German Chancellor Olaf Scholz was the latest European leader to announce a visit to the region on Friday, saying he would go to Ukraine on February 14 and Russia the next day.

Later Friday, the first US soldiers of the 3,000 announced by President Joe Biden this week arrived in Germany at the Wiesbaden military base.

The US is sending 2,000 troops stationed in the US. They are being flown to Germany and Poland. Another 1,000 already in Germany are being sent to Romania.

- 'Delusional' false flag claims -

French President Emmanuel Macron will visit Moscow on Monday and Kyiv on Tuesday for talks with his Russian and Ukrainian counterparts.

Putin's meeting with Xi -- hours ahead of the opening ceremony of the Winter Olympic Games -- came after the United States said it had evidence of a plan by Moscow to film a fake Ukrainian attack on Russians to justify an attack on its neighbour.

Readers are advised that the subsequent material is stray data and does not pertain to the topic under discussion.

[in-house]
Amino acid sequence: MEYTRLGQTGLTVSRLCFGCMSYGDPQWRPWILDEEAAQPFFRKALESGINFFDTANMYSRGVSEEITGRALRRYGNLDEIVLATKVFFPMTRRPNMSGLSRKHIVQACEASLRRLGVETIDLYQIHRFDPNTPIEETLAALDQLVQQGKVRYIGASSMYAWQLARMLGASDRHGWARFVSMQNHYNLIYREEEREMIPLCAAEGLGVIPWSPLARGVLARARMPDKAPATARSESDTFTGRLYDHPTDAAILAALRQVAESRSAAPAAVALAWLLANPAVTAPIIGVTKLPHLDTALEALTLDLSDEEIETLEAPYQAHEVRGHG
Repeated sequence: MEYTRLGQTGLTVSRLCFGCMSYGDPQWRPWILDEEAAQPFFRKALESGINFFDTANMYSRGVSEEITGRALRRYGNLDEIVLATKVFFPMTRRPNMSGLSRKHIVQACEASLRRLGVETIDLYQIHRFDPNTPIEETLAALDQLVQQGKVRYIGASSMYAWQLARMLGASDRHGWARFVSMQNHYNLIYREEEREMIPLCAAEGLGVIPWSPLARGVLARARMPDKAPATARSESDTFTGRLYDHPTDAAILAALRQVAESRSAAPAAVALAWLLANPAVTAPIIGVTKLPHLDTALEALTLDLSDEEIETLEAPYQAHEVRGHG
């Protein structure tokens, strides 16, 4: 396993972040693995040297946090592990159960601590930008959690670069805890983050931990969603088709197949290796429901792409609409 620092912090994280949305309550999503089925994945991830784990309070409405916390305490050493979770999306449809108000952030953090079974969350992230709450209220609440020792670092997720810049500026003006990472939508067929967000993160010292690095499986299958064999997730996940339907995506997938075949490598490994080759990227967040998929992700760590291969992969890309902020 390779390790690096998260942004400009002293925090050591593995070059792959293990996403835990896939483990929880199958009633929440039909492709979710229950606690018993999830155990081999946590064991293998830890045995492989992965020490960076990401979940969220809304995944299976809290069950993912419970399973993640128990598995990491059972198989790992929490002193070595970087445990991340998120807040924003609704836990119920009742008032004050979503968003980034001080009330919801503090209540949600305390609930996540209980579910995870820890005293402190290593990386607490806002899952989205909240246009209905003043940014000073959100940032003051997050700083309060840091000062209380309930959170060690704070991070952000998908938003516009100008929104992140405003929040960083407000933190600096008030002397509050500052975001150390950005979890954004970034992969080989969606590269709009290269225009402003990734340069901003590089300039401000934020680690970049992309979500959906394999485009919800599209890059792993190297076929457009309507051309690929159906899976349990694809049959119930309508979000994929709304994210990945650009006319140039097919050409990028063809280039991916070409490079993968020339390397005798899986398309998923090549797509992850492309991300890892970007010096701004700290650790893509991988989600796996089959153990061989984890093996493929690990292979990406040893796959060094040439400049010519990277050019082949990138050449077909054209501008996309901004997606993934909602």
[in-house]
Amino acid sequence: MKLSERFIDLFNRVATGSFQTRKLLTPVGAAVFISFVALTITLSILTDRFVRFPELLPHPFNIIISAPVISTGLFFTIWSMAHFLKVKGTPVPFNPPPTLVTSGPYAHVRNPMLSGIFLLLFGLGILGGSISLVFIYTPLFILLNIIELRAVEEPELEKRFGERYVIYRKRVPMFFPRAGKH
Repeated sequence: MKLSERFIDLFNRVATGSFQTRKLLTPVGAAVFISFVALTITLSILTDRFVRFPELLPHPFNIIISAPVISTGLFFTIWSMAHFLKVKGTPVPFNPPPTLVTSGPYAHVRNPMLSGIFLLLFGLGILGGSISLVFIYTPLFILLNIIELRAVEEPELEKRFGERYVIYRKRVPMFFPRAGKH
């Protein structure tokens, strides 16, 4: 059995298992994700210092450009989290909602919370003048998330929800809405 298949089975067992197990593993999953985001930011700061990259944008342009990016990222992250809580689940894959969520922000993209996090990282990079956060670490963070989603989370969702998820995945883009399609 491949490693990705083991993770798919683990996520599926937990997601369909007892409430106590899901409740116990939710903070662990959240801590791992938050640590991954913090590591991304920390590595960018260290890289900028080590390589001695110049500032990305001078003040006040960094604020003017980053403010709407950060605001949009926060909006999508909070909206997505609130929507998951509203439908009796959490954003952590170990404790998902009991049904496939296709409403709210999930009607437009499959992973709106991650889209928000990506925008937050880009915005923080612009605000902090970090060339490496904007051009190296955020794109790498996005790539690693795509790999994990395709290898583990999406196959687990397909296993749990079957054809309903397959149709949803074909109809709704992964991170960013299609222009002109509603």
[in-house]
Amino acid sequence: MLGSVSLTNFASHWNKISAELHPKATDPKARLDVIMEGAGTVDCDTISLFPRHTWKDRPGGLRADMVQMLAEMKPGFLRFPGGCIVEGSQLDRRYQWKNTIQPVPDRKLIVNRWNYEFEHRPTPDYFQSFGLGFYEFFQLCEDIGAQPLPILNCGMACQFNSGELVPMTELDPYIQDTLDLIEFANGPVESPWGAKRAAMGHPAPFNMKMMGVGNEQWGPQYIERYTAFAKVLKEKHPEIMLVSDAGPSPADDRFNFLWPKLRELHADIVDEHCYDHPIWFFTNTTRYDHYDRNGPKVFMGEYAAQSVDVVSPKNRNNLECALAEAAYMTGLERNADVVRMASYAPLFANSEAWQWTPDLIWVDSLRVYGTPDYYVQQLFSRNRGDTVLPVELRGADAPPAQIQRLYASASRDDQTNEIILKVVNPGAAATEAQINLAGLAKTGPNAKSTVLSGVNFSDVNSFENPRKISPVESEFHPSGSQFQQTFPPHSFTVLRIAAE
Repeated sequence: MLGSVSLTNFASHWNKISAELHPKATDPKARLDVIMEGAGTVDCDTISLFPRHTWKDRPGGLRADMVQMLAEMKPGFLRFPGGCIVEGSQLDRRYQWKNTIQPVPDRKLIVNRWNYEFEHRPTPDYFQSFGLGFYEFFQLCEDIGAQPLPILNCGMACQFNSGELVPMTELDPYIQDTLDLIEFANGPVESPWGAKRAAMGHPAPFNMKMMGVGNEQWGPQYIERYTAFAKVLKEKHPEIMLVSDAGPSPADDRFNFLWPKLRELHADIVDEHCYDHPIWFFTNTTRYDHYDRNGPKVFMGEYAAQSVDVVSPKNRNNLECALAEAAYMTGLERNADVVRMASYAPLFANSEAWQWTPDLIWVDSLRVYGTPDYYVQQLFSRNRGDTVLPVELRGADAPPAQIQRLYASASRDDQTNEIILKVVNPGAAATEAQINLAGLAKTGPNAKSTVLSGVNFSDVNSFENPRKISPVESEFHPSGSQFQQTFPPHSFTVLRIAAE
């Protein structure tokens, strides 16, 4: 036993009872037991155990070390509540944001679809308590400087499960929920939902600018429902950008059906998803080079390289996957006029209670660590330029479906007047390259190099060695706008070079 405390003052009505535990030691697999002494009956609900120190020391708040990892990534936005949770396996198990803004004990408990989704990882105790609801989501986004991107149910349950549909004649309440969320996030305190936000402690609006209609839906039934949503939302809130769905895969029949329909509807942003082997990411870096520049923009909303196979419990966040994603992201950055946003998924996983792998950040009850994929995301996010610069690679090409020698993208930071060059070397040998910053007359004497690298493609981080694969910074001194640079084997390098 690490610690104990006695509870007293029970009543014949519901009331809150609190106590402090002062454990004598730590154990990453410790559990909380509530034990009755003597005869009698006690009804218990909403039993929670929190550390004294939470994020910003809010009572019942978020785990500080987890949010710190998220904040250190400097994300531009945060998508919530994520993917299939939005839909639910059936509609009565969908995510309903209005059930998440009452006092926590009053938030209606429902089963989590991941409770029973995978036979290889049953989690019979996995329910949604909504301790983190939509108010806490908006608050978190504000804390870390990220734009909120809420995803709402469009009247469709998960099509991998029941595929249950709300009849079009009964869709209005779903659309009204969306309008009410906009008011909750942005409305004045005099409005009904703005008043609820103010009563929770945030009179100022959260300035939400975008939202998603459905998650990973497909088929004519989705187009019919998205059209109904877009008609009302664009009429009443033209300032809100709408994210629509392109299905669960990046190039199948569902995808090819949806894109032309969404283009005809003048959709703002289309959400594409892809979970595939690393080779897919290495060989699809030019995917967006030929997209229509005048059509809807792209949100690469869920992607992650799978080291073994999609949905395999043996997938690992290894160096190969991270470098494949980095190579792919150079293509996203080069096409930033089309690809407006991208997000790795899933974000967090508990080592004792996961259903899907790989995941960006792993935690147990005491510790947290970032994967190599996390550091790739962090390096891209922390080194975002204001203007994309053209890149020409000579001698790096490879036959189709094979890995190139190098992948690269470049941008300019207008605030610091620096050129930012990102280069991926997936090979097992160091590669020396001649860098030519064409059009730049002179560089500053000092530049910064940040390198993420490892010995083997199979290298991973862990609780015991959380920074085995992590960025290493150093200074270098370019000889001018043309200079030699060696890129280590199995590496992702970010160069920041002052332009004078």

Pentagon spokesperson John Kirby said the US had "information that the Russians are likely to want to fabricate a pretext for an invasion", but did not provide evidence.

Russia, which has repeatedly denied any invasion plans, said the US claims were absurd.

"The delusional nature of such fabrications -- and there are more and more of them every day -- is obvious," Foreign Minister Sergei Lavrov said.  

Washington's claim came on the back of visits from European leaders to shore up their backing for Kyiv, including from British Prime Minister Boris Johnson and Turkish President Recep Tayyip Erdogan. 

Ukraine's Foreign Minister Dmytro Kuleba on Friday welcomed the displays of support, saying they had prevented Russia from "further aggravating the security situation".